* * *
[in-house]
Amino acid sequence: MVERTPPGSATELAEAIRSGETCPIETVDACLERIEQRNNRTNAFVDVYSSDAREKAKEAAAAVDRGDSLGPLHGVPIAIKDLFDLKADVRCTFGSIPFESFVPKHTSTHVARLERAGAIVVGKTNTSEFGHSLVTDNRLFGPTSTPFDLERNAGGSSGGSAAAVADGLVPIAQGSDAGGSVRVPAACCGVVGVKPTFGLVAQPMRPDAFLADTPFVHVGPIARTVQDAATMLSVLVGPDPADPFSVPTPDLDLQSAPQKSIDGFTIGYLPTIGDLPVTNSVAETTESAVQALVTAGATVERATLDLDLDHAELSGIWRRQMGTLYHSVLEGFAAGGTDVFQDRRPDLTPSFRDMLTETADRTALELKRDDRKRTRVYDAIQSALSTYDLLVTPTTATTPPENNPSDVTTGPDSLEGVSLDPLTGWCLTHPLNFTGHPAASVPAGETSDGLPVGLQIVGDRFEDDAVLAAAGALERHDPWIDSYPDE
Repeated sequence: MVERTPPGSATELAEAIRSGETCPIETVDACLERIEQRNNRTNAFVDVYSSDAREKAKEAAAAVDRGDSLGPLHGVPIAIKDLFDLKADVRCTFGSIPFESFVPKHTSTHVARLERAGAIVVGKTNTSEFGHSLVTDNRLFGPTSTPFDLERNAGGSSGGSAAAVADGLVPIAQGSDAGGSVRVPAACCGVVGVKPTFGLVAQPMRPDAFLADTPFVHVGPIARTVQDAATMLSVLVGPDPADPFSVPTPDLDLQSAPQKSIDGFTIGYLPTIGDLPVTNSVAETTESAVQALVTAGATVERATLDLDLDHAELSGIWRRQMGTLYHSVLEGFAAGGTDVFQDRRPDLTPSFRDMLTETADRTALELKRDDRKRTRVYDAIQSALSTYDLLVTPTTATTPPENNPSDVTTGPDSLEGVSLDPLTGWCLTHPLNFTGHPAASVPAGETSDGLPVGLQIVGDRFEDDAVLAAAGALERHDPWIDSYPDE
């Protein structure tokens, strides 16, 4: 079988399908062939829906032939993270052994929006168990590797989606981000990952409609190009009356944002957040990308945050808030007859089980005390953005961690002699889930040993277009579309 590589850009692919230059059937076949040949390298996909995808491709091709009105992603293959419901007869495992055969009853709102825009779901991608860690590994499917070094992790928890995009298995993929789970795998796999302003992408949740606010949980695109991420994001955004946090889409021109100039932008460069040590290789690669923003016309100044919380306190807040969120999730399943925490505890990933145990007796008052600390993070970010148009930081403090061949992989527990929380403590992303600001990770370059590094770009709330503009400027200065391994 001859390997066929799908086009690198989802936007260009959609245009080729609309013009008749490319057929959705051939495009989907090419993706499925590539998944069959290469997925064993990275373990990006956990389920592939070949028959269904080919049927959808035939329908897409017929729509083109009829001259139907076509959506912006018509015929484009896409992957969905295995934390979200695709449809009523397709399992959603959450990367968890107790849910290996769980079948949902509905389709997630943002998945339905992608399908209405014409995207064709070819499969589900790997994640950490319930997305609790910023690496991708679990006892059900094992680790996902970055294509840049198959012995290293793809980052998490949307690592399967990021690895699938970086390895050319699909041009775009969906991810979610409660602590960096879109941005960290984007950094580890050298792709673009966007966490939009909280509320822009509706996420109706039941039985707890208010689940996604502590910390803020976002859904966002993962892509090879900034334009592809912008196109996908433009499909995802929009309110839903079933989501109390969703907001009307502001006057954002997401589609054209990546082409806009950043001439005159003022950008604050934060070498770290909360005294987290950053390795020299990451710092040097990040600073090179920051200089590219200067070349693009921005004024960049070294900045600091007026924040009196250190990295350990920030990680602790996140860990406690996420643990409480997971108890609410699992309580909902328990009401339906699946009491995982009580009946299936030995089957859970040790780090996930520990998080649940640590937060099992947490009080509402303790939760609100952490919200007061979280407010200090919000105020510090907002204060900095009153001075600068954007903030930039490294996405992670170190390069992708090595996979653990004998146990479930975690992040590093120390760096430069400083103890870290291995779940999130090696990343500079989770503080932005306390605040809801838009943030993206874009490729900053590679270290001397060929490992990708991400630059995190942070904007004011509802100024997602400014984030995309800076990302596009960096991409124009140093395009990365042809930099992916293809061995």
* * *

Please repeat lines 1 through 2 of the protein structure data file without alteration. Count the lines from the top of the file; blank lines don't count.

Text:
[in-house]
Amino acid sequence: MVERTPPGSATELAEAIRSGETCPIETVDACLERIEQRNNRTNAFVDVYSSDAREKAKEAAAAVDRGDSLGPLHGVPIAIKDLFDLKADVRCTFGSIPFESFVPKHTSTHVARLERAGAIVVGKTNTSEFGHSLVTDNRLFGPTSTPFDLERNAGGSSGGSAAAVADGLVPIAQGSDAGGSVRVPAACCGVVGVKPTFGLVAQPMRPDAFLADTPFVHVGPIARTVQDAATMLSVLVGPDPADPFSVPTPDLDLQSAPQKSIDGFTIGYLPTIGDLPVTNSVAETTESAVQALVTAGATVERATLDLDLDHAELSGIWRRQMGTLYHSVLEGFAAGGTDVFQDRRPDLTPSFRDMLTETADRTALELKRDDRKRTRVYDAIQSALSTYDLLVTPTTATTPPENNPSDVTTGPDSLEGVSLDPLTGWCLTHPLNFTGHPAASVPAGETSDGLPVGLQIVGDRFEDDAVLAAAGALERHDPWIDSYPDE